671.2 Networks and structuration processes

Saturday, August 4, 2012: 11:00 AM
Faculty of Economics, TBA
Arnaud SALES , Sociology, Université de Montréal, Montreal, QC, Canada

Proposing here the concept of active reticular structure, I suggest that complex, large-scale structuration and change processes cannot be understood without analyzing the role of networks articulating human actors and corporate actors that succeeds in imposing a model, which then locks the paths of change. Beyond the initial active network, a new structural configuration emerges, which, by limiting available choices, renders the model increasingly constraining under the action of actors and followers.   In this sense the network becomes an active structure.

I will give two inter-related examples of active reticular structures. The first one show how the interfirm Auto-Oil-Rubber network under the leadership of Alfred P. Sloan, President of GM and Pierre S. DuPont, his predecessor, played the bus, automobile and highways against railways and electric tramways giving birth to a gigantic active reticular structure structuring our material civilization at the global scale.  The second refers to the active reticular structure of fossil fuels.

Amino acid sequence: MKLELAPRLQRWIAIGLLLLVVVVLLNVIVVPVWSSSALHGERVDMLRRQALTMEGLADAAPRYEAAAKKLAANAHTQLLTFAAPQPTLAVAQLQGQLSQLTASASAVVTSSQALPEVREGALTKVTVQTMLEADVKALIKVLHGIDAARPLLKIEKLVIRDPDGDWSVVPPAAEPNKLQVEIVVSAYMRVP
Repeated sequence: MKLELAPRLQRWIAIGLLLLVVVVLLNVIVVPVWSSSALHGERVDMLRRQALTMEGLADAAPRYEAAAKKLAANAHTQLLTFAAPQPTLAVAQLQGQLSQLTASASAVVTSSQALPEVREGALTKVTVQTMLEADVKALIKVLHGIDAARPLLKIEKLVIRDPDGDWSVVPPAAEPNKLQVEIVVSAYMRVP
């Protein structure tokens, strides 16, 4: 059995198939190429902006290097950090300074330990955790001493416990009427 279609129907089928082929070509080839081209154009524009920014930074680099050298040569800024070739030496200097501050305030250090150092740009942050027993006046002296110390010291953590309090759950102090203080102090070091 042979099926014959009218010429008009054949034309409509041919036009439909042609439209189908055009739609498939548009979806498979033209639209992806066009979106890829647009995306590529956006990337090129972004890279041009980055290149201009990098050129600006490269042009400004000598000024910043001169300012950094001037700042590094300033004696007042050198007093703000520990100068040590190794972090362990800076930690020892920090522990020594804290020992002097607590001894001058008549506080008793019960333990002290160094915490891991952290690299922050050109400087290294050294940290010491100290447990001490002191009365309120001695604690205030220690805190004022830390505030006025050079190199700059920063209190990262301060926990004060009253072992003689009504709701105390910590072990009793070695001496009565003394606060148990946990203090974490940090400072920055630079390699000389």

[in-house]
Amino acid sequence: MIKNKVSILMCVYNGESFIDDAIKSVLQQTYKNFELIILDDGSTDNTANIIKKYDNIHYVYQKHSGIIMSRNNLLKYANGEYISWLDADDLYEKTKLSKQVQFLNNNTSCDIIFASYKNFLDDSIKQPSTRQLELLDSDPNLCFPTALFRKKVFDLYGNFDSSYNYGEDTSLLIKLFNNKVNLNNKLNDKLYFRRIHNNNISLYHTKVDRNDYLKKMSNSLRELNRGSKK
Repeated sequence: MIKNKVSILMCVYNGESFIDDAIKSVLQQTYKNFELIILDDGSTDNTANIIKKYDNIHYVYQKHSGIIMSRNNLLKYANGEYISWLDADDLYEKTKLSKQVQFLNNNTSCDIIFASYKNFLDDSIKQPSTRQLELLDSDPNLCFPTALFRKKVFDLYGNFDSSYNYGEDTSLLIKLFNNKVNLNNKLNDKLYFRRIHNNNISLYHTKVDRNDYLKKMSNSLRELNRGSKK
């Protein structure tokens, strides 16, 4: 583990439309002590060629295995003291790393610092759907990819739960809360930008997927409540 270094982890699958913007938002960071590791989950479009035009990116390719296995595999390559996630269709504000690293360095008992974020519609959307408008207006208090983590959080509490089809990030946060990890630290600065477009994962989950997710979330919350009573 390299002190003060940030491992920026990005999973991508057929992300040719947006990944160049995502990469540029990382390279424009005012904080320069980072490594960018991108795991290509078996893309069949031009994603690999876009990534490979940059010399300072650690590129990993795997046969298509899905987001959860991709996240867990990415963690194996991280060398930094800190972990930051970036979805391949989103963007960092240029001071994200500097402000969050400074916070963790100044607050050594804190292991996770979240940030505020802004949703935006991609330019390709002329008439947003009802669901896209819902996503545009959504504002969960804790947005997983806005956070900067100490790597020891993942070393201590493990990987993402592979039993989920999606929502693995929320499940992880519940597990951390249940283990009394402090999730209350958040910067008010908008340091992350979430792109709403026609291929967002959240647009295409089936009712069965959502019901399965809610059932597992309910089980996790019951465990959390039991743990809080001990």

This analysis leads to an understanding of (a) the initial structuration process, often put in place in a context of rival practices between diverging network configurations where flows of various types are organized and circulated; (b) the resultant of this structuration process engaged by the predominant network, which gradually imposes its hegemony and prestige, by configuring concepts, models, actions, adapted goods, services and infrastructures, calling for the adherence of a large number of agents and becoming more stable through the reproduction of circuits and flows, except if a crisis  arises to alter or halt this reproduction process; (c) the local or regional, national and international expansion process associated with an increasing number of actors and followers, who through the extensive reproduction of practices strengthens the model thanks to hegemony thereby acquired, a model that becomes constraining for a lack of concrete alternatives.